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Old 12-09-03, 02:39 PM
OudeVanDagen
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Not always ... lots of variables: wire type, material being welded etc .... but when high-sulfur and high-carbon content steels are welded without a shielding gas they often tend to develop porosity and may have micro-cracks because of hydrogen absorption from the arc atmosphere. A shielding gas ... one with an adequate amount of co2 ... will prevent the introduction of hydrogen into the arc atmosphere and produce a much superior weld.

Gas ... the proper type and at a proper flow used with the right wire .... does a number of things in creating a better & cleaner weld. It helps distributes arc energy evenly ... maintaining a stable arc, keeps equilibrium between surface tension and arc pressure, reduces variations in penetration, and allows for more speed.
 
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Old 12-09-03, 10:24 PM
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If you are using fluxcore you dont need gas. The gas is for solid wire in machines of this type. It is a matter of finish, and operator appeal. No slag to clean and is great for filling gaps and poor fitup. The flux core makes its own complete shielding gas.
 
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Old 12-13-03, 06:37 PM
OudeVanDagen
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That's right ... and as I stated above; " ... lots of variables; wire type, material being welded ... " and " ... the right wire ..."

Those variables are key.

As for wire variables .... each wire made has advantages ... disadvantages ... some require no gas ... some need binary gases ... some ternary.

A wire very low in deoxidants, for example, works best in an argon-carbon dioxide-oxygen ternary mix such as Modion or Teral (90/5/5) or Coxogen (80/5/5) ... and an oxygen mix may be wanted, needed for critical welds where surface tension needs to be reduced or where the arc cone needs contraction.

At any rate, oxygen does not present the problems that hydrogen does.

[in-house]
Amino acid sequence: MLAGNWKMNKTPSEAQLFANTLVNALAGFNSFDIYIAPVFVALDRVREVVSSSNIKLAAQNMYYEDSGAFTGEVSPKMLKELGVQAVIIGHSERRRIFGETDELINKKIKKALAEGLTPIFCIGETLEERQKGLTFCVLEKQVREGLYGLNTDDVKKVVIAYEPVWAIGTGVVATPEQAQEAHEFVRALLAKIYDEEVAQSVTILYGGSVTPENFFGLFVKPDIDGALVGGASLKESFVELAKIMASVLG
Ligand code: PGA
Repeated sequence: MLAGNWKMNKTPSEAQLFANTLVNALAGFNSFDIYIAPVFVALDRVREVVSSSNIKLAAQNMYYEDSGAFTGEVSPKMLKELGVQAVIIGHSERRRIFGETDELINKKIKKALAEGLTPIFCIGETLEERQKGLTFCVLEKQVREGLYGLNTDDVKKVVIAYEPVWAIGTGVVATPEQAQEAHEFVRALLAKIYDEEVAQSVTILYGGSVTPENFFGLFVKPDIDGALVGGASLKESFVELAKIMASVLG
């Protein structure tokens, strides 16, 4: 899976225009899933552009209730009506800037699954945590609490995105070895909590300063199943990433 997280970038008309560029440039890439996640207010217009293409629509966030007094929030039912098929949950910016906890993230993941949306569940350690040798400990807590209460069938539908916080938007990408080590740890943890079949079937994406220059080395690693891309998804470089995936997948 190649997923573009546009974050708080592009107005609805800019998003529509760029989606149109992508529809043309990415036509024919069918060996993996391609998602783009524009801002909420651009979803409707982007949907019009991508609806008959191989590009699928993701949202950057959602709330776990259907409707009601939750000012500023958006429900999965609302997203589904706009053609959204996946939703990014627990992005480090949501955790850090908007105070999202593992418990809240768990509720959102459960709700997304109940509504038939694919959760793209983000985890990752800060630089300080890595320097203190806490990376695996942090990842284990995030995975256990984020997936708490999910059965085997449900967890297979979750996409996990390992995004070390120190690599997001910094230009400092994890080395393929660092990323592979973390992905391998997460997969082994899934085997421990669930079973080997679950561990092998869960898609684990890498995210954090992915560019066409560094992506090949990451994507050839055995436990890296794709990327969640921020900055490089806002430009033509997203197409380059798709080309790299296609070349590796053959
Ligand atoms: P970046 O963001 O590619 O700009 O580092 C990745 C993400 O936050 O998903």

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Old 01-09-04, 02:36 PM
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How does the Lincoln SP-175+ compare with the Hobart and the Miller?
 
  #15  
Old 01-31-04, 03:27 PM
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Just my two cents,
I own a welding shop and mig weld on a daily basis.
I also have a portable rig with the mig set up on it.
As for gas I like it and I use what most welding shops call 75/25 which means 75% argon gas and 25% co2 gas, with all the different shops I go into this is a standard set up.
If you you want to save some money on the gas you can run straight co2 gas it causes a little more spatter but might be OK for you.
If you are going to do any structural welding with your mig you will want to buy an ( ER70-S6 wire) the S6 is the key writing to look for on the box of mig wire this wire will meet the A.W.S code for structural.
someone made a comment about welding stainless with the mig and using straight argon, Note: the proper gas mix is a tri mix gas that has approx. 3% of helium mixed with argon and co2.
However a friend of mine says he uses pure argon and it works ok.
congradulations on the welder purchase, I'm sure you will be very happy with the choice you made,Either welder would have been a good choice.
Be carefull with the mig welder, its easy to do a good looking cold weld, I recomending you do some experimentation by welding flat bar to a bigger steel plate and then trying to break it off with a hammer just to get an Idea of what heat range you need to be into for a certain thickness, this will help you get to know your machine. Good luck. Portable welder.